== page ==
CD Burners & Beyond: 5 Tips for Optimizing Image Sharing

Twitter icon
Facebook icon
LinkedIn icon
e-mail icon
Google icon
sunset_1335535240.jpg - Sunset
In radiology, obtaining the image is only part of the job. Radiology departments and practices also need to be able to share images with referring physicians and patients. It’s an essential function in a state of transition. During the decades-long transition from film to digital to cloud-based image sharing, the majority of images are (and will be) shared via CD or DVD.

Working with CDs can be a challenge, says Mony Weschler, MA, director of clinical ancillary systems and emerging health IT at Montefiore Medical Center in New York City. There may be issues with the embedded viewer, image format and more. Several strategies can ease the burden:

1. Know your needs

While some providers burn CDs straight from PACS, this approach can be hit or miss in terms of quality, according to Nicole Fennell, imaging informatics manager at Southwest Diagnostic Imaging in Scottsdale, Ariz. Discs burned directly from PACS may not conform to DICOM standards, which could make importing the images difficult and in some cases, impossible, for the recipient.

“If all systems produced CDs in a straight DICOM format that could be imported into other systems, it would make the world a lot easier as far as sharing outside images,” says Fennell.

If a PACS isn’t able to produce CDs of acceptable quality, facilities can turn to a CD burner that provides the needed functionality. That’s what Memorial Hospital at Gulfport in Gulfport, Miss., did when it purchased burners for its main facility and two off-site imaging centers, says Griff Van Dusen, PACS administrator. He says providers should look at price and burning speed when purchasing a burner. An economical, but relatively slow, system may not be such a good buy in the long run if it eats into efficiency.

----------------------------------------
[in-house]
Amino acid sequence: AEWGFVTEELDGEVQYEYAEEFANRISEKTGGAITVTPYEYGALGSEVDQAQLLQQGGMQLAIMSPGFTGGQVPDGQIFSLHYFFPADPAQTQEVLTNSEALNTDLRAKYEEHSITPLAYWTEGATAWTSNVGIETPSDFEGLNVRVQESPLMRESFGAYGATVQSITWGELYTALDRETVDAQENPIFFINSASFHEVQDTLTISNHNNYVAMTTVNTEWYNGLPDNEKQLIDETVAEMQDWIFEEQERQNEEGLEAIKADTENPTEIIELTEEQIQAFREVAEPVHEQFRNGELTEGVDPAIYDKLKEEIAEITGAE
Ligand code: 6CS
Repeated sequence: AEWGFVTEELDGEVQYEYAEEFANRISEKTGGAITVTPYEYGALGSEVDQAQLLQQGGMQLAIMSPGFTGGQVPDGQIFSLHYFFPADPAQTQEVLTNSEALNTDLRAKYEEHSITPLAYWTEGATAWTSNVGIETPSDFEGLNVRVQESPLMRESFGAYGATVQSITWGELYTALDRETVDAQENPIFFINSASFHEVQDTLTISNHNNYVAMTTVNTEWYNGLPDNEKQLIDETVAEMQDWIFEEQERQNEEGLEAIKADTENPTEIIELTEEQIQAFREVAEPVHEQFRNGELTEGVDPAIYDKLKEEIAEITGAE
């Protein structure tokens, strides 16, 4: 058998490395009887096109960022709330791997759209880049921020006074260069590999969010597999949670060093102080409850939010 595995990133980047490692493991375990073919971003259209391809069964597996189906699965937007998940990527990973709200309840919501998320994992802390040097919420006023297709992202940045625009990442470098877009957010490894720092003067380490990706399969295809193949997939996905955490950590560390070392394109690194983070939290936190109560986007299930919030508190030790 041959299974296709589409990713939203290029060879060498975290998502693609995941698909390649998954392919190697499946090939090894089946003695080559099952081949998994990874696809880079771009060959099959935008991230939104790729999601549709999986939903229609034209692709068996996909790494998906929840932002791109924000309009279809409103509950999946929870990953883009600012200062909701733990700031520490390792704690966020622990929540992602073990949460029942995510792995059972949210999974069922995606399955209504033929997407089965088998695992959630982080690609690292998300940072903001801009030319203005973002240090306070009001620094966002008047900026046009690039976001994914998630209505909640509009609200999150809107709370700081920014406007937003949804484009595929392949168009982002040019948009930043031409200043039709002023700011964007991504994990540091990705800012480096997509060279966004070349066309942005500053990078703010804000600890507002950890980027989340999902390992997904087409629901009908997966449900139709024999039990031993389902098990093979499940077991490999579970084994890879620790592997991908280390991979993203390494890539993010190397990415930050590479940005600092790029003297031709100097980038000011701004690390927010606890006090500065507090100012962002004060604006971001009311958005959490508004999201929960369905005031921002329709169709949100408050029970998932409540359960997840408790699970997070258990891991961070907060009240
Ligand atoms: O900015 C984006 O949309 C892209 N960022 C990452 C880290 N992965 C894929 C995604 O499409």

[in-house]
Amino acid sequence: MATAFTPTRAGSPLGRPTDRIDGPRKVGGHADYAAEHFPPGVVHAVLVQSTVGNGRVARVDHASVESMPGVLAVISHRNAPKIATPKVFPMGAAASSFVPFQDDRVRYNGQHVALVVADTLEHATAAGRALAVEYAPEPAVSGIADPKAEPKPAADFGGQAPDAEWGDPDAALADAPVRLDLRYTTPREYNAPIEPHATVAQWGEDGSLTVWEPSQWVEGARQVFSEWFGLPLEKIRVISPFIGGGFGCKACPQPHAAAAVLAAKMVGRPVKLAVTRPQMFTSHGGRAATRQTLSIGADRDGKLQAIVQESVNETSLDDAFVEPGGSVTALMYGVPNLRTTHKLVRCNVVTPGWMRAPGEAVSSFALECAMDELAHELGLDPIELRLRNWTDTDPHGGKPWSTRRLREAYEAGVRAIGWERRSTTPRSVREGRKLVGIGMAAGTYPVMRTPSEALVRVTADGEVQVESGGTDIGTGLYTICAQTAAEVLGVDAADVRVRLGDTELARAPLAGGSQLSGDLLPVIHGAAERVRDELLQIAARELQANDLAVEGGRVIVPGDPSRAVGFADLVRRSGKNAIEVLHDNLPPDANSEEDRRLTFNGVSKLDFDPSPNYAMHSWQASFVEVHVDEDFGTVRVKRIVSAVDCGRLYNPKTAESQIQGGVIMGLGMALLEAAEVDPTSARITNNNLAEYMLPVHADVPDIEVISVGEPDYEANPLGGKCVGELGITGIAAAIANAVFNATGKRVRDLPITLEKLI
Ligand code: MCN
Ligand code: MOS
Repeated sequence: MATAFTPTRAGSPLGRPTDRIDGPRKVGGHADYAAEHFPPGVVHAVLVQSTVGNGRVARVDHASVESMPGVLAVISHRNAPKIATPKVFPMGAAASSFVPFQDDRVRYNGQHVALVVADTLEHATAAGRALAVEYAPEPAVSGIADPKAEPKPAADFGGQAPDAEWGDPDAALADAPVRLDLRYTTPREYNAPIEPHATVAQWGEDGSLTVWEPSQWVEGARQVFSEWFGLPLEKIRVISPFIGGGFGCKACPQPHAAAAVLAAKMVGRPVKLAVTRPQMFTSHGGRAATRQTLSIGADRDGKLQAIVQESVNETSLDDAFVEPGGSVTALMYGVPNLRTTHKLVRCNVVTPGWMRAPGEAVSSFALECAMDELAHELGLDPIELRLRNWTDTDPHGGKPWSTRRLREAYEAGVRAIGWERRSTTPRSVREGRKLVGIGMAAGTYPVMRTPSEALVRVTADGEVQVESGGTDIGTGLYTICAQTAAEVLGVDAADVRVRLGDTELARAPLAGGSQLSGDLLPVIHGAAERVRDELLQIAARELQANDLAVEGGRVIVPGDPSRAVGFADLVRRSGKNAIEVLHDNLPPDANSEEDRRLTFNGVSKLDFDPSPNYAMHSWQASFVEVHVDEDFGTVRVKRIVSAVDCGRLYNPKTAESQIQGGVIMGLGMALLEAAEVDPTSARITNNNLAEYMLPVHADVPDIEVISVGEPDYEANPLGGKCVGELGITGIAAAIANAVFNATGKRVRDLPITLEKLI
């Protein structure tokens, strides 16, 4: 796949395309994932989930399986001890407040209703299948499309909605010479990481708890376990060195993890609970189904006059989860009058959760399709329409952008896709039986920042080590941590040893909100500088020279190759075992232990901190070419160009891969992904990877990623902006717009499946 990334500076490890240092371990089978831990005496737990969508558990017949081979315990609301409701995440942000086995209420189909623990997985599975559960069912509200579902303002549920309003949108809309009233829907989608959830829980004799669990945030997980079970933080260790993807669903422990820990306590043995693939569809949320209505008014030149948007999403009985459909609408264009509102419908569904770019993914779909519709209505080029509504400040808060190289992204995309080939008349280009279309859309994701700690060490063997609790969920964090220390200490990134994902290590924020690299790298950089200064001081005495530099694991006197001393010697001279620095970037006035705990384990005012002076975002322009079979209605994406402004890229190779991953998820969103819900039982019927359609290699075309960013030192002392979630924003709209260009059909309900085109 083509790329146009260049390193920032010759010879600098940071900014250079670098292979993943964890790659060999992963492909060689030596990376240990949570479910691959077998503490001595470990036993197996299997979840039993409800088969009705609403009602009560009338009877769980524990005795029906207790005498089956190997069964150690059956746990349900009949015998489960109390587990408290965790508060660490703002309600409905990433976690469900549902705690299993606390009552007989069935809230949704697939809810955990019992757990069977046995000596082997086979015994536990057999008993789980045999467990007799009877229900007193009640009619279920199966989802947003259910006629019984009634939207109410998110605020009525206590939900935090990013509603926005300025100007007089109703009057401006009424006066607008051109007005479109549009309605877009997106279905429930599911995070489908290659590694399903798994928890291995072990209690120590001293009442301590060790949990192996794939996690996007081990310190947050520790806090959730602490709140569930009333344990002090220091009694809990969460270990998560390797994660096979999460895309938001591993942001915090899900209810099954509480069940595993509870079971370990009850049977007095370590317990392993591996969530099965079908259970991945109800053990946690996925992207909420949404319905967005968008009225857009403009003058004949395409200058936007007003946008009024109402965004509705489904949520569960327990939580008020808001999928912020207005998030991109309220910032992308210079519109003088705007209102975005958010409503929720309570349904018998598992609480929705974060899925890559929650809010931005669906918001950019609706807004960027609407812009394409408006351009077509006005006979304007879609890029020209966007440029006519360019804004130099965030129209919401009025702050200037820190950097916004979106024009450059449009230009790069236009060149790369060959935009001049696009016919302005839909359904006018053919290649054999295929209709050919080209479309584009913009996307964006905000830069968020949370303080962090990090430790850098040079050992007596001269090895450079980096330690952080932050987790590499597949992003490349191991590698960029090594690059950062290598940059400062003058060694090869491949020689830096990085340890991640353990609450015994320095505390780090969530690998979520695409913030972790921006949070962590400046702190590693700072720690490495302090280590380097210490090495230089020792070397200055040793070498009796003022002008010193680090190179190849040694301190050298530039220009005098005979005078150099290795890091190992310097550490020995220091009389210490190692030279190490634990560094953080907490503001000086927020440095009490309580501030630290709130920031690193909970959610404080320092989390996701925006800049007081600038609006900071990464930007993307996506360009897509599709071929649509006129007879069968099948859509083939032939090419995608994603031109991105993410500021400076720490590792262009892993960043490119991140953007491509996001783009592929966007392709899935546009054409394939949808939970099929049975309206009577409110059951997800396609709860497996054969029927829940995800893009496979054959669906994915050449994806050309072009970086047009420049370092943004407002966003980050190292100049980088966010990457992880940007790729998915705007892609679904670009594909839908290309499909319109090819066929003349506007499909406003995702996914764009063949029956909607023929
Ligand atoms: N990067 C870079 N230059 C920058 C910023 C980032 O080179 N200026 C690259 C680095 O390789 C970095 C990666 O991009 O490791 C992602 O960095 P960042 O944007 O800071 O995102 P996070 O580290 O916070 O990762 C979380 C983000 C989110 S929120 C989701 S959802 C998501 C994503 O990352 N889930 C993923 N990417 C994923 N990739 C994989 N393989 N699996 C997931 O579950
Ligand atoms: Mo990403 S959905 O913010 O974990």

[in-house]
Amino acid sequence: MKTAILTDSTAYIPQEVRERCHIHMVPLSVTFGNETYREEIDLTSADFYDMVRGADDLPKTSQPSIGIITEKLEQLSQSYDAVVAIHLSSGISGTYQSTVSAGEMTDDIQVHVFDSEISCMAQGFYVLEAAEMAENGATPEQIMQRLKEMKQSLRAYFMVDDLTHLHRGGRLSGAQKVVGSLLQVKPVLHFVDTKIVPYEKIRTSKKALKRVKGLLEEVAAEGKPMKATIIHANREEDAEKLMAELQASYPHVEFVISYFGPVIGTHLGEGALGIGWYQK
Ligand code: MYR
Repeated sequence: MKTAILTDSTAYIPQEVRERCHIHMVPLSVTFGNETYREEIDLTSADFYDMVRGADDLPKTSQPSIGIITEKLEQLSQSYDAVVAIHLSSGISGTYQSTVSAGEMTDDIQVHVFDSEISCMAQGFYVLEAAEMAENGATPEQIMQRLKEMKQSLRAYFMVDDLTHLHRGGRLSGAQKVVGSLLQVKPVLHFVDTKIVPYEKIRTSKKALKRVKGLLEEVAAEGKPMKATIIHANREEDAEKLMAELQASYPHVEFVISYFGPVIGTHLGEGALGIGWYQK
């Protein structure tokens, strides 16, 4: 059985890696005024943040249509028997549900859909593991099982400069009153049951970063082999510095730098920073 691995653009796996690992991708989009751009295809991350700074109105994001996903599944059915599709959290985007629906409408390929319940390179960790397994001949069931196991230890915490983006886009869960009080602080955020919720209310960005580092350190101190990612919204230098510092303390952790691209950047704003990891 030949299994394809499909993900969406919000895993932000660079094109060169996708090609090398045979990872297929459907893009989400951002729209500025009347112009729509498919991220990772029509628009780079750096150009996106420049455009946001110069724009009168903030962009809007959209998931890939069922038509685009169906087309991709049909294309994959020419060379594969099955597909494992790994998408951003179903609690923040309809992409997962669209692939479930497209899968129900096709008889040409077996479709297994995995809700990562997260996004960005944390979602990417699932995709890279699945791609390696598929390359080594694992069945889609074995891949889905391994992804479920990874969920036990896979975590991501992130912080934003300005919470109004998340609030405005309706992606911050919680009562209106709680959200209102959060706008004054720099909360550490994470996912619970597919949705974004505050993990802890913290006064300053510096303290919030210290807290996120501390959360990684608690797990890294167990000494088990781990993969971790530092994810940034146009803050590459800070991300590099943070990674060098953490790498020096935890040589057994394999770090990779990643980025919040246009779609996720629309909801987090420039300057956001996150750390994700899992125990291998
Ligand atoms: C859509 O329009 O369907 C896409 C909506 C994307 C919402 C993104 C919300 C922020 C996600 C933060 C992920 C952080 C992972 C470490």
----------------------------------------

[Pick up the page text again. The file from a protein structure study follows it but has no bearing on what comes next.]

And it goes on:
2. A CD with a view

Looking beyond the specifications of the burning device, Van Dusen also stressed the importance of having an easy-to-use viewer. Physicians don’t like interacting with multiple user interfaces and want to know how to get to the images right away, he says.

Discs produced by burners from healthcare technology vendors have embedded viewers, but with all of the different vendors on the market, every CD could have a different viewer with a slightly different interface. Van Dusen says his organization decided to use a locally installed viewer that can display images from any DICOM-formatted CD to have a single, unified program throughout the hospital, rather than rely on the embedded viewer on each disc.

Southwest Diagnostic Imaging uses the same strategy. The reason is straightforward: Referring physicians wanted a familiar system. “We like the consistency,” Fennell says. “The system works in most operating system environments, which is important as far as outpatient imaging goes, because we don’t control our referrers’ systems.”

3. Ease of use & the enterprise

Having a consistent, uncomplicated viewer simplifies image sharing for the referring physician, but ease of use also needs to be considered for any staff who create CDs/DVDs. This is particularly true for specialists outside of radiology who don’t have extensive experience with image management.

Bette Pommerleau, a speech pathologist at Merrimack Valley Hospital in Haverhill, Mass., explains that having an easy-to-use system for producing DVDs helps her and her colleagues when they produce DVDs of modified barium swallow studies.